With reference now to Figs. Zta-2d, which show four side views of the record-impressing apparatus in Figs. la-lb, there is illustrated in more detail the punching operation of element 10 and its cooperation with drive pins 24a and 2411. Figs. 2a-2c show the apparatus as it would appear at three successive times during a single punching cycle, while Fig. 2d depicts the apparatus in its latched condition.
Fig. 2a illustrates the relative positions of the movable parts of the apparatus at a time shortly after element l@ has begun its downward punch stroke to punch a hole in a record card 29 which is being fed through the punch apparatus. It will be remembered that during the punch stroke, element 1t) is compelled by spring l@ to follow the descending drive pin 24h. Fig. 2b, on the other hand, shows the apparatus at a time corresponding to the free rebound of the punch element from the platen supported record card. Fig. 2c, tn turn, illustrates the punch apparatus as it appears when the element has been lifted to the apex of its return stro-ke by the ascending drive pin, the punch element and the drive pins having momentarily zero velocities. It should be noted that the upper surface of latch member 28, which is not 8 shown in Fig. 2c, would be slightly below the lower surface of flanged portion 31 of the punch element (see Fig. la), to provide for easy insertion of the latch member if desired. Referring to Fig. 2d, the apparatus is shown in its latched position, Vthe element being held at its initial starting position by latch member 28 while the drive pins move freely in slot 26 without engaging the element. It will be recognized that in the series of drawings 2a-2d, the View shown in Fig. 2b corresponds in time to the view shown in Fig. la, while Fig. 2d corresponds to Fig, lb.
A remarkably instructive graph depicting the position of elements it) relative to the record throughout a single cycle of operation may be obtained by plotting the distance D separating the punching element from the platen as an ordinate against time, time being the abscissa. Such a graph is presented in Fig. 3. As shown in Fig. 3, the displacement D of element 10 is at a maximum at time t- -0, which corresponds to the initial starting position, and drops in a curve which is substantially sinusoidal in form to zero at a time T/ 2, where T represents the total period of a single punch cycle. The interval following time T/ 2 corresponds to the return stroke of the element which rises again to a maximum displacement at time T. In the curve shown in Fig. 3 it is assumed that the element is latched at time T, the displacement D of the element thereafter remaining constant until the latch is again released. In Fig. 3 solid lines in the plot of D express that for the indicated time periods the element 10'is in contact with a drive pin while broken lines indicate that the element is disengaged from the drive pins. It is clear that the point of slight inection in the curve, which is designated as E, corresponds to the gentle, lowvelocity engagement of the ascending drive pin with the element during the return stroke.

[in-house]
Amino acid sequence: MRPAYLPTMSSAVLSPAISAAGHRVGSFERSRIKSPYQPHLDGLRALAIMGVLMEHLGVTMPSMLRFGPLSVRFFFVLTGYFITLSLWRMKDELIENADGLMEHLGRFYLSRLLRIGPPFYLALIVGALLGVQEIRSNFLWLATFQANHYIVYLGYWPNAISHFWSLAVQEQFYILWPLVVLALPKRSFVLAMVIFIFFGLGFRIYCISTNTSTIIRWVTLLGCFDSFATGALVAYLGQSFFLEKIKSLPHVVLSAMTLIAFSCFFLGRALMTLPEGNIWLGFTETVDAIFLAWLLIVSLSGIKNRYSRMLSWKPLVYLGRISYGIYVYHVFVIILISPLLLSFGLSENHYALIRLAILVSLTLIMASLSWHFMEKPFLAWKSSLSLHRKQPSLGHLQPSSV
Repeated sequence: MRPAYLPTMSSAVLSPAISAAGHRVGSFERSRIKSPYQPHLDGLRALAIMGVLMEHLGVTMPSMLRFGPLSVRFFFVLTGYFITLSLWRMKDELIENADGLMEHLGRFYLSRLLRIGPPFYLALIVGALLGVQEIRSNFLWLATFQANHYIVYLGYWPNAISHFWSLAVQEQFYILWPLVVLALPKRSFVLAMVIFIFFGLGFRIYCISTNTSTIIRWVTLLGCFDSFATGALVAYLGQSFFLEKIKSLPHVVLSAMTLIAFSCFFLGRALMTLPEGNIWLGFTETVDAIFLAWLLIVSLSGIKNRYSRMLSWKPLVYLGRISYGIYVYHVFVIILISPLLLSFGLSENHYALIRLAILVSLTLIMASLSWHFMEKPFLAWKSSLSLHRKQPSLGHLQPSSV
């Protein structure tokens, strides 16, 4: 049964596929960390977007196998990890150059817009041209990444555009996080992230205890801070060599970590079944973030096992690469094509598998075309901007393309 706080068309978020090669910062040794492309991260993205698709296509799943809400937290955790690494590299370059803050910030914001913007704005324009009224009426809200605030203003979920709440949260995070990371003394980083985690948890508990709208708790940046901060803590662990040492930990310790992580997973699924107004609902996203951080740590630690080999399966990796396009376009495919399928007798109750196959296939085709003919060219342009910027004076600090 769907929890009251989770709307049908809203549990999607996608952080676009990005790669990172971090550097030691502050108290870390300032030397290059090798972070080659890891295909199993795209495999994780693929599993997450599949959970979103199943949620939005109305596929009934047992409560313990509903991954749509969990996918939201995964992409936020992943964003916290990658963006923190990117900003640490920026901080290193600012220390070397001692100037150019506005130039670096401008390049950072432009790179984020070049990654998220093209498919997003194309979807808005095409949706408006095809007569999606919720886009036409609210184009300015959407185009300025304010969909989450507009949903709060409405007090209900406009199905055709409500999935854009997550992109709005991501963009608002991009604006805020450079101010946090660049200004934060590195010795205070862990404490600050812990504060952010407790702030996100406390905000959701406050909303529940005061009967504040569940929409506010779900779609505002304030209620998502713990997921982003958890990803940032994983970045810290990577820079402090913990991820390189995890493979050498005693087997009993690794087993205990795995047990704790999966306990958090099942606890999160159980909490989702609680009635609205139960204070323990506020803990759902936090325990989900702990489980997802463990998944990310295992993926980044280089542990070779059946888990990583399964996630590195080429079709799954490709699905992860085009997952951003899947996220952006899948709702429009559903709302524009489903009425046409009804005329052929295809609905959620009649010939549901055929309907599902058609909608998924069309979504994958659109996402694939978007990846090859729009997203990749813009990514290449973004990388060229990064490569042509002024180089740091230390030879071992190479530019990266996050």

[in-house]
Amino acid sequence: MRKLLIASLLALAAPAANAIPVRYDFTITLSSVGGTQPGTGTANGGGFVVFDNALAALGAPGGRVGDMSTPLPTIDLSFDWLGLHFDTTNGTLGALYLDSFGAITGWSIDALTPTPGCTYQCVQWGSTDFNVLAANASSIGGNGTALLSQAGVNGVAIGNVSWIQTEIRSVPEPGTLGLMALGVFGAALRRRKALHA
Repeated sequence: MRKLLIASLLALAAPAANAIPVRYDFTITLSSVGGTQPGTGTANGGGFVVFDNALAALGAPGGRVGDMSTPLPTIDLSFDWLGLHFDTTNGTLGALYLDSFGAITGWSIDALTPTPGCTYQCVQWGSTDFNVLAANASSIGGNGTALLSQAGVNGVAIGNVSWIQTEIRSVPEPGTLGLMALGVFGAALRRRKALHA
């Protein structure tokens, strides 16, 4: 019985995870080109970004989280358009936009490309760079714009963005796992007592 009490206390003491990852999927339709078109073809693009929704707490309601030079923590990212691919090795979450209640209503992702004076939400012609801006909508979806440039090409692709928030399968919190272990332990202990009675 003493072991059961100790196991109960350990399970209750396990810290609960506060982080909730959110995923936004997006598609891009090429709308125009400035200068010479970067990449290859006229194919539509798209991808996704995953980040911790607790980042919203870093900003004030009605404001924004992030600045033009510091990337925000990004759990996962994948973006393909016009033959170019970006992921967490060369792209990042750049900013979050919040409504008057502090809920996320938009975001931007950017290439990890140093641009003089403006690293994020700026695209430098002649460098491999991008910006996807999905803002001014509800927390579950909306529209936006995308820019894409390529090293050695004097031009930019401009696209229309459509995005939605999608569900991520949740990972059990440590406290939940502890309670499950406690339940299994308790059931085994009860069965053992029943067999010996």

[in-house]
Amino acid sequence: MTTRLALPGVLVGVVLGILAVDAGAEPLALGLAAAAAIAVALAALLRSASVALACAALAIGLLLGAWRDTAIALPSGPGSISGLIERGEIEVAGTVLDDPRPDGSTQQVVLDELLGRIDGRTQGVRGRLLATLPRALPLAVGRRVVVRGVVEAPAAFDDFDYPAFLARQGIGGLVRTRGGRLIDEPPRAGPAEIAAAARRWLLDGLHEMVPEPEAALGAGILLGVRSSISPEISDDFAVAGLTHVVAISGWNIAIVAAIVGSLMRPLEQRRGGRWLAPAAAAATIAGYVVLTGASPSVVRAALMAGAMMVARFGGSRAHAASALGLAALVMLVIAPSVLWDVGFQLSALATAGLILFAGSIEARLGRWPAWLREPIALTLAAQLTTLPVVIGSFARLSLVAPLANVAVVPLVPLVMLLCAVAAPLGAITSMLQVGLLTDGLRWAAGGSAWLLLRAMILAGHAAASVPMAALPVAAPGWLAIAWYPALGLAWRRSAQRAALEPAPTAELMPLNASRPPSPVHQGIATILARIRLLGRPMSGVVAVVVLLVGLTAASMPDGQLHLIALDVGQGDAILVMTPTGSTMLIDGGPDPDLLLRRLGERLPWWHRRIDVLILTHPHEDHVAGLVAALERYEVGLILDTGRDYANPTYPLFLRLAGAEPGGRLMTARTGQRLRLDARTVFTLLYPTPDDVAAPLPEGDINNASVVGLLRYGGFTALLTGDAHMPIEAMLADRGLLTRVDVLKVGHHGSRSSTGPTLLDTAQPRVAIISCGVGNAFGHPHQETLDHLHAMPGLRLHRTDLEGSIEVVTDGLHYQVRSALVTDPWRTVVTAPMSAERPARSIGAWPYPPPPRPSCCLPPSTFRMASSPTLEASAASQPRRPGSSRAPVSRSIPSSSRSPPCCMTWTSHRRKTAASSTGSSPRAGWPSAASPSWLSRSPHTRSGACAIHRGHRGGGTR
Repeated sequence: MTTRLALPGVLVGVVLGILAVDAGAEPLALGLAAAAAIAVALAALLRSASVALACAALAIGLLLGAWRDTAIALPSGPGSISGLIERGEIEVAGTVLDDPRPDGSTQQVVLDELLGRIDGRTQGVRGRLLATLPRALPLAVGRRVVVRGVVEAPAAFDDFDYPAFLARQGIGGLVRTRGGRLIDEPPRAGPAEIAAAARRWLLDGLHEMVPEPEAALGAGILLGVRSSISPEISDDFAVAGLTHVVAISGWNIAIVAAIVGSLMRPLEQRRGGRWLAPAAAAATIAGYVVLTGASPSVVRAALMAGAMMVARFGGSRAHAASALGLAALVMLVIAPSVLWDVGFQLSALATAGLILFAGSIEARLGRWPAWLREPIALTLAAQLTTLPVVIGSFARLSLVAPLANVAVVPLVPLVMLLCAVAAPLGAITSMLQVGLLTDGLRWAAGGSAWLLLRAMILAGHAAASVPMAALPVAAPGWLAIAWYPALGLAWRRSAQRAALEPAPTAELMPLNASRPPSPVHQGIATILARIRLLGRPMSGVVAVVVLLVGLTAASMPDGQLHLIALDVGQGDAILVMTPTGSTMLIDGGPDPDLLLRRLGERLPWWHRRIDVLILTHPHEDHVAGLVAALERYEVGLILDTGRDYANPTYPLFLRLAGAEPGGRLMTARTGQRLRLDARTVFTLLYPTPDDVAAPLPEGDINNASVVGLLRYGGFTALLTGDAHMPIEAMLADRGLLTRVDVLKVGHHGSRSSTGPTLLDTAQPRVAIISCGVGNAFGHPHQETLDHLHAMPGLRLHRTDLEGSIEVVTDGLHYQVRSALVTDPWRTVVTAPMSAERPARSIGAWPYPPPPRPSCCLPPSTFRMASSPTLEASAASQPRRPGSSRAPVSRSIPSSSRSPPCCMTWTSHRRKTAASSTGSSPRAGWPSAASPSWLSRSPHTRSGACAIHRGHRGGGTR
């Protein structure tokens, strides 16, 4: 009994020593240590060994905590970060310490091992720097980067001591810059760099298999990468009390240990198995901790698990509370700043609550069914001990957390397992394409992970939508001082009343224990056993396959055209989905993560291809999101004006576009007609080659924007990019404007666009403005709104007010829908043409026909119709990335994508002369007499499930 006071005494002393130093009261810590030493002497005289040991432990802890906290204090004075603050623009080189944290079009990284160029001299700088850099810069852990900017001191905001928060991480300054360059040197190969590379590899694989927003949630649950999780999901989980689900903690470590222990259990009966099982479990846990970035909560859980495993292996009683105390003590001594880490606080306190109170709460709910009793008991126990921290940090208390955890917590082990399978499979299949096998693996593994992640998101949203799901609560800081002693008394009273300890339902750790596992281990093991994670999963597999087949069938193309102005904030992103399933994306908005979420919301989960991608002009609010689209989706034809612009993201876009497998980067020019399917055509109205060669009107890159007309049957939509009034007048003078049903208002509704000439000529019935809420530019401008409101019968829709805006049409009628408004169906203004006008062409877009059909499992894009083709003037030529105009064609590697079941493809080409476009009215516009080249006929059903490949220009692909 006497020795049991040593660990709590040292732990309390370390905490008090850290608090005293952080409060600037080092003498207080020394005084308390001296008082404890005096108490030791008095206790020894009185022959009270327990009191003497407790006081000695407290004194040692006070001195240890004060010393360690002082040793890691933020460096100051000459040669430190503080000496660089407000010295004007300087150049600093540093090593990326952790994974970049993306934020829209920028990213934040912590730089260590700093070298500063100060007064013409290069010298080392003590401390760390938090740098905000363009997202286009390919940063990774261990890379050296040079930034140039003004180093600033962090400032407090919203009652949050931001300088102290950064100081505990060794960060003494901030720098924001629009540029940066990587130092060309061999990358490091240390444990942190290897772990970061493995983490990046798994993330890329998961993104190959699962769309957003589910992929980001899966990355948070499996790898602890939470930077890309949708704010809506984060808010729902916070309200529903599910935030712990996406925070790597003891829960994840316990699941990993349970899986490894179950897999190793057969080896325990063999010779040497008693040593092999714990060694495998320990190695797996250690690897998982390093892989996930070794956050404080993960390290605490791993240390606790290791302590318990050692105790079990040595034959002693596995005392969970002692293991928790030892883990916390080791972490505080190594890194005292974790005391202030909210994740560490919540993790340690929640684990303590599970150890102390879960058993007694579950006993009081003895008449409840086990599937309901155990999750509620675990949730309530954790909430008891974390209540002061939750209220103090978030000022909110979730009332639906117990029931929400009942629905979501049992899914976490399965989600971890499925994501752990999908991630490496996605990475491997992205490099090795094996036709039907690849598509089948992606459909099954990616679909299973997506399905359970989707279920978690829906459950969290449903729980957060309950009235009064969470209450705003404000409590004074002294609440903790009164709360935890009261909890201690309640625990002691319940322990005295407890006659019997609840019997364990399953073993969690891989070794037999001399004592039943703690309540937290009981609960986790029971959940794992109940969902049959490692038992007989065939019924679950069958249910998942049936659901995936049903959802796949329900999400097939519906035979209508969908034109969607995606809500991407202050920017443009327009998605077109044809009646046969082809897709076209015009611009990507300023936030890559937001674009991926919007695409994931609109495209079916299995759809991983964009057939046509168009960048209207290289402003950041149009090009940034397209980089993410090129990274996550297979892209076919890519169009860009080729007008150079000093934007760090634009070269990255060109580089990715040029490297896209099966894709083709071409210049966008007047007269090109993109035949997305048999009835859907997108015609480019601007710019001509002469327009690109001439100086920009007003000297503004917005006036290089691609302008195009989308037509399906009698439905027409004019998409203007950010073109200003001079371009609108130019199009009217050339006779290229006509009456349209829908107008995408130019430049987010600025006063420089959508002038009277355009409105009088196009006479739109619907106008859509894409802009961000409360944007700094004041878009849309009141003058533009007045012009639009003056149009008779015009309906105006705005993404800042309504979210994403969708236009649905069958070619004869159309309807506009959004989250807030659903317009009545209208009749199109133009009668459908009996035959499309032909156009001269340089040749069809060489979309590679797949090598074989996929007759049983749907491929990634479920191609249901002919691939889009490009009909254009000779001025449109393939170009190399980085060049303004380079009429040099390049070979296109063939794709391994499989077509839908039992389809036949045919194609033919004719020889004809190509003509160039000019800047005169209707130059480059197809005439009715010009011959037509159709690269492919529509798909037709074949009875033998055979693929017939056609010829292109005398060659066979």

Referring now to Fig. 4a, there is shown a modified form of the invention in which the drive mechanism utilizes a single rotatable earn Sill of appropriate shape for performing the same major functions as are performed by the two drive pins utilized in the embodiment of the invention hereinbefore described. Another modification employed in the embodiment of Fig. 4a is the use of a leaf or cantilever type of spring Aa which is fastened at both ends, one end being fastened to a frame member 70 and the other end being fastened to element loa. Spring 14a flexes easily in one plane at right angles to the spring plane, but has great resistance to liexure in other planes, the spring thereby not only performing the functions hereinbefore described, but also functioning to position anl align element llta in its path of motion.